It is for anyone currently using, or willing to use, the Lingua Latina per se Illustrata textbook, Book I ("Familia Romana").
The Short Answer:
Please see our bullet-points sheet.
The Long Answer:
To date, there have really been just two methods of teaching Latin: First, there is the older Grammar-Translation method, of which the classic example is Wheelock's Latin. In the latter half of the 20th century, the Reading Method came along, of which Ecce Romani and the Cambridge Latin Course are the most well-known examples.
Regarding the latter method, Lingua Latina per se Illustrata (henceforth LLpsI) by Hans ∅rberg was an improvement in that it took great pains to preserve total immersion, and thereby increased the efficiency & quantity of material covered. For this reason, some considered it a new "direct" method, but really it is just another form of the reading method, albeit a better one.
The problems with the reading method, however, stem from the fact that the method itself is artificial. No ancient Roman used it (as evidenced by St.Augustine's shock when he saw St. Ambrose reading silently without speaking aloud). It enables students to skip around in the line, in order to re-create English word-order (known as "decoding" 🤖). The negative results of this are that (1) the reader is chronically & habitually encumbered & slowed down; (2) (s)he becomes inured to the all-important endings; and (3) (s)he focuses on eye-recognition rather than ear-recognition, thereby desensistizing him/her-self to the natural tones, rhythms, syntax-structures, & artistry of the original Latin. The result is that the outstanding student is the one who can think fast, and quickly 'recompile' from Latin→English word-order, & then English translation→Understanding, as if language were math, or a computer program.
Our method, which is not a passive reading 📖 method, but a truly distinct, new active method, in that it relies upon the active faculty of writing ✍, avoids these problems, because (at least in its online version) it forces the student to produce the Latin words in the natural Latin-, non-English- word-order. To make this possible, we've taken great pains to label parts-of-speech and to diagram the syntax-relationships (preview the course), as built-in guides to producing the correct answer. This is something that has barely ever been attempted in the other methods, yet we have done it through our whole course! Noun-phrases are all linked together, even when interrupted by ABBA digressions or ABAB interpolations. Ablative Absolutes, Indirect Statements, and Antecedents (as sources of case, number, & gender elsewhere) are clearly identified. This not only explicitly & exhaustively exposes the student to this whole new dimension of the language (barely touched upon in other methods!) but as (s)he takes note of it, & adopts it, working it into his/her language-synthesis thought-processes, it trains him/her to handle syntax (e.g. "What gender of adjective do I need now, based on the noun that is coming 4 words later?) at the proper moment, that is, on the spot — in medias res, as the sentence is being produced — not in the abstract, at some disconnected, later time. Thus, instead of (as mentioned above) jumping from Latin –to→ mental-understanding via the artificial crutch of English-word-order, now students will find themselves jumping from mental-understanding –to→ Latin, via the highly-relevant Latinate-word-order. Indeed, we have deliberately forced this upon them, by writing the English translations precisely in that foreign-sounding Latinate word-order. At first things will seem stilted, and excessively literal, but with time, students will learn to think in that Latinate way.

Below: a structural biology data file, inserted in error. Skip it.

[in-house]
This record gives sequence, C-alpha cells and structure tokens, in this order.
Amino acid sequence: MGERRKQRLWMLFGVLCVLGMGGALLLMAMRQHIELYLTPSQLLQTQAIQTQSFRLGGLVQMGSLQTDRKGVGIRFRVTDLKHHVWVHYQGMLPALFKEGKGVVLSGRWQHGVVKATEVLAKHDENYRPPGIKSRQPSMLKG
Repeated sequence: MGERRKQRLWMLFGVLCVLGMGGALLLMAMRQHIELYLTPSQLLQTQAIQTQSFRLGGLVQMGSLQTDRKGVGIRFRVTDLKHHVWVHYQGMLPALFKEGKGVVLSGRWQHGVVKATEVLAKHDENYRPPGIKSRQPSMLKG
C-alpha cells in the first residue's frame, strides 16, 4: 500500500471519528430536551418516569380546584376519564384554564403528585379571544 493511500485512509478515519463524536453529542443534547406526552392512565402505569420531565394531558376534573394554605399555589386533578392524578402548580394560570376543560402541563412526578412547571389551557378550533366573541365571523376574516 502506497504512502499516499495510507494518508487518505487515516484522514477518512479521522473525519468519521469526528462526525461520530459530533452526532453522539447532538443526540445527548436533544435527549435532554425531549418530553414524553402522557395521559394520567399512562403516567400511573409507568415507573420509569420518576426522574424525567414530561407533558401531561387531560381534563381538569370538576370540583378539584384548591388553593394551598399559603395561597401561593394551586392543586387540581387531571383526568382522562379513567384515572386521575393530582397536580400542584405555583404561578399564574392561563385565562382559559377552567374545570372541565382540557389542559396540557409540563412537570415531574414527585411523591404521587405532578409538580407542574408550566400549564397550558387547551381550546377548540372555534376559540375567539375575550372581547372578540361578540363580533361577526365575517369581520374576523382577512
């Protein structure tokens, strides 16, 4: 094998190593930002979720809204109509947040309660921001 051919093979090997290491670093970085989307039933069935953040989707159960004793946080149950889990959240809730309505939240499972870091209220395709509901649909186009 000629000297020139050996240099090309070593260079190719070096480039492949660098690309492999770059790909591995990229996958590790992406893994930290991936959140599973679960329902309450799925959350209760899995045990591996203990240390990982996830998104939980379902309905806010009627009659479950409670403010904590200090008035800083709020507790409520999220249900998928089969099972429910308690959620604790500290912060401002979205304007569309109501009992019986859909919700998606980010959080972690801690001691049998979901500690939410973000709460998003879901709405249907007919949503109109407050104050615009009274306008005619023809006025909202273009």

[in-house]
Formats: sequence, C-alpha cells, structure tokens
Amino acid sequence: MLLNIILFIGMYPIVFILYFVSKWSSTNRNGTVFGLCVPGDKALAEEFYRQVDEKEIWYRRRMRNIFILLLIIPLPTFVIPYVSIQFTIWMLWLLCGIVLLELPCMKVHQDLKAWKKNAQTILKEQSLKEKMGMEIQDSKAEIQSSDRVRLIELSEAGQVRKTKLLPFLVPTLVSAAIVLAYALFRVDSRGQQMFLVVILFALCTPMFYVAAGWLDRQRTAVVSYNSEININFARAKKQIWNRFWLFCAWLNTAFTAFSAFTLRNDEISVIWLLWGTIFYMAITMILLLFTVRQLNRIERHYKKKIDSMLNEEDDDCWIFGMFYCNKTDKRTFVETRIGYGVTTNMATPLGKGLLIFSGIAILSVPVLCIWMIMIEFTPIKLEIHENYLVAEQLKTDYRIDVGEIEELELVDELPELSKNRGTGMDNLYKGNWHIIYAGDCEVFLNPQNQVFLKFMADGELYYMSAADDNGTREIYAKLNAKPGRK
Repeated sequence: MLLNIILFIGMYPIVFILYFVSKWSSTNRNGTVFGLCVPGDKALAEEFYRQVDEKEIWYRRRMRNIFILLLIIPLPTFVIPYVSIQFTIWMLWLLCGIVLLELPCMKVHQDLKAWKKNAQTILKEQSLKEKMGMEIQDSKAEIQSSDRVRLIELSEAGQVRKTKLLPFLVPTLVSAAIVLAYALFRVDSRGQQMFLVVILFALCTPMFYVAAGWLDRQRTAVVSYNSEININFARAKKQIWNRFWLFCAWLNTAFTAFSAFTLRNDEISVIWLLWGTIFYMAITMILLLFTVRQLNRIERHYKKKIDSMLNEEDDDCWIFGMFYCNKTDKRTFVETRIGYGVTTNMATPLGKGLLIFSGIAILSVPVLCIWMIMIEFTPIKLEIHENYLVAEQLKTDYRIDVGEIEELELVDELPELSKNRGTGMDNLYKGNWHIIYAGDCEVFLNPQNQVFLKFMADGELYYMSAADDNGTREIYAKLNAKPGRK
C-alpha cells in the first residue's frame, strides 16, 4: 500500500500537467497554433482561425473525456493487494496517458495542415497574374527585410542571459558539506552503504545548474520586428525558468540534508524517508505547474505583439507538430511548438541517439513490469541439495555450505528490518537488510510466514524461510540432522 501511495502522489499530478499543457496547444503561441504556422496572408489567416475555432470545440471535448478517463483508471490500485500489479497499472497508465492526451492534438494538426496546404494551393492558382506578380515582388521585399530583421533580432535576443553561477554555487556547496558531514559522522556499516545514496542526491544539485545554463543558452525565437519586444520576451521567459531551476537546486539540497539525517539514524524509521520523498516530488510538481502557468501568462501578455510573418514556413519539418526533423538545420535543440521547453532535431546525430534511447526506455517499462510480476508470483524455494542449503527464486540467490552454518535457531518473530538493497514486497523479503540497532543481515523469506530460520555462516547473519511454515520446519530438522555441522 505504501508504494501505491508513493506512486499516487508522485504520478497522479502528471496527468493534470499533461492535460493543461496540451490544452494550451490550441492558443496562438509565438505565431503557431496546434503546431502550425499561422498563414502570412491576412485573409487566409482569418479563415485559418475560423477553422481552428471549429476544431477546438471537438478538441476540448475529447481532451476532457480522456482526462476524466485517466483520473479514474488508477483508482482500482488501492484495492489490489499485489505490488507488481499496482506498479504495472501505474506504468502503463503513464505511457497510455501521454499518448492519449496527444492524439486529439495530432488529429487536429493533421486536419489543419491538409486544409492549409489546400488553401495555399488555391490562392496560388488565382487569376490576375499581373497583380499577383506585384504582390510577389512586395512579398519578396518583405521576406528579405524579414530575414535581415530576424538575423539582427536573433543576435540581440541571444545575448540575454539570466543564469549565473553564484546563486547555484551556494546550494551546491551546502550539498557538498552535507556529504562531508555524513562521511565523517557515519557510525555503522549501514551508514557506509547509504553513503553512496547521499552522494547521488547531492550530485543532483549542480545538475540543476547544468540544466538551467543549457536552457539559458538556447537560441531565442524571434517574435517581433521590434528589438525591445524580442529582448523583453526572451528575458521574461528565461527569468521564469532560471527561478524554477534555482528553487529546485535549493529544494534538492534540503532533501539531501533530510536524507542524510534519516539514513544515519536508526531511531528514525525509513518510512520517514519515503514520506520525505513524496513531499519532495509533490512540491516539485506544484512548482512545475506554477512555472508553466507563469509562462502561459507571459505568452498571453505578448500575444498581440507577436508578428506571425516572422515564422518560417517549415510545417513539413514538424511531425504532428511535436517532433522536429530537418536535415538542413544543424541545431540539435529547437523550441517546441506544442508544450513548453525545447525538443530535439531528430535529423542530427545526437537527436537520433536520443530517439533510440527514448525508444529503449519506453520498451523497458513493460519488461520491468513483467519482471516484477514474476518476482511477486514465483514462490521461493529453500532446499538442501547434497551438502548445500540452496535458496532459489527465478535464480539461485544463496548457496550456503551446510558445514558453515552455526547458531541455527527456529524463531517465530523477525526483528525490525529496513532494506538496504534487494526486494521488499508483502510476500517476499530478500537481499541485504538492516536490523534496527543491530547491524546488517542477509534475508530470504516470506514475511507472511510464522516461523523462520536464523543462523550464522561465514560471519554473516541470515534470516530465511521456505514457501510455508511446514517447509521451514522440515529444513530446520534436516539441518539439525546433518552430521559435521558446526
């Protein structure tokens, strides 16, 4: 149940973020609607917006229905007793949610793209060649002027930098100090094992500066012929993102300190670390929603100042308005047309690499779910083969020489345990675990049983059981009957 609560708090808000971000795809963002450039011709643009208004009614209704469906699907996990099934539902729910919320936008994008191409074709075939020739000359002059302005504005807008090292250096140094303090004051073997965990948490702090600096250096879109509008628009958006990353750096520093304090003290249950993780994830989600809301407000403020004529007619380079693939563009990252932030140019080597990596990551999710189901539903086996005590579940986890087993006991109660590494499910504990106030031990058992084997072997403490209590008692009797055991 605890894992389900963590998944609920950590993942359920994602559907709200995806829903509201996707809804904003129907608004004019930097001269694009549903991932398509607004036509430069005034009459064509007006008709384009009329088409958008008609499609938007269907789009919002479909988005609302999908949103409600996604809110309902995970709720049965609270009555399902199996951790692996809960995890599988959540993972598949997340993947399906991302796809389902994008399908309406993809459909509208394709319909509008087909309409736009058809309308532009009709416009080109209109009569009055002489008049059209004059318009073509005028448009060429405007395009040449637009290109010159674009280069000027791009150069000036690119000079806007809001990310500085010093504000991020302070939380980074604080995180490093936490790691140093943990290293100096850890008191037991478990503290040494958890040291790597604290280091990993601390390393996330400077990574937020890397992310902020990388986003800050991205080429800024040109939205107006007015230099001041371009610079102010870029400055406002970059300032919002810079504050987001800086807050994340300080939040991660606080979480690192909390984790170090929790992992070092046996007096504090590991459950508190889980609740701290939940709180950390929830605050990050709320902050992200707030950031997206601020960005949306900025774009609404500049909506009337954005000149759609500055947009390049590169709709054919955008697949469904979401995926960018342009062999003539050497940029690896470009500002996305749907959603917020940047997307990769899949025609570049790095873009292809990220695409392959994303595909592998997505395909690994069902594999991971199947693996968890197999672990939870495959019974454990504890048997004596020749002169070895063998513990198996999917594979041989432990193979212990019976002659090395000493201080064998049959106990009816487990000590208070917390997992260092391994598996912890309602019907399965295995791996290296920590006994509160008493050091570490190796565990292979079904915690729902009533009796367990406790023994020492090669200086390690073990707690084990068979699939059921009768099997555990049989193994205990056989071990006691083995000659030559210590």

THIS DIRECT ASSAULT ON SYNTAX IS THEREFORE A CRITICAL SKILL AND THUS STEP IN THE PROCESS TO BECOMING TRULY SPONTANEOUS--i.e. fluent--IN WORKING WITH AN INFLECTED LANGUAGE LIKE LATIN, regardless of whether it is written or spoken. With practice then, students will find themselves learning to plan ahead and think in whole phrases, rather than in individual word-pieces. A side-benefit, of course, is that the student will be best-positioned to then take on the further task of speaking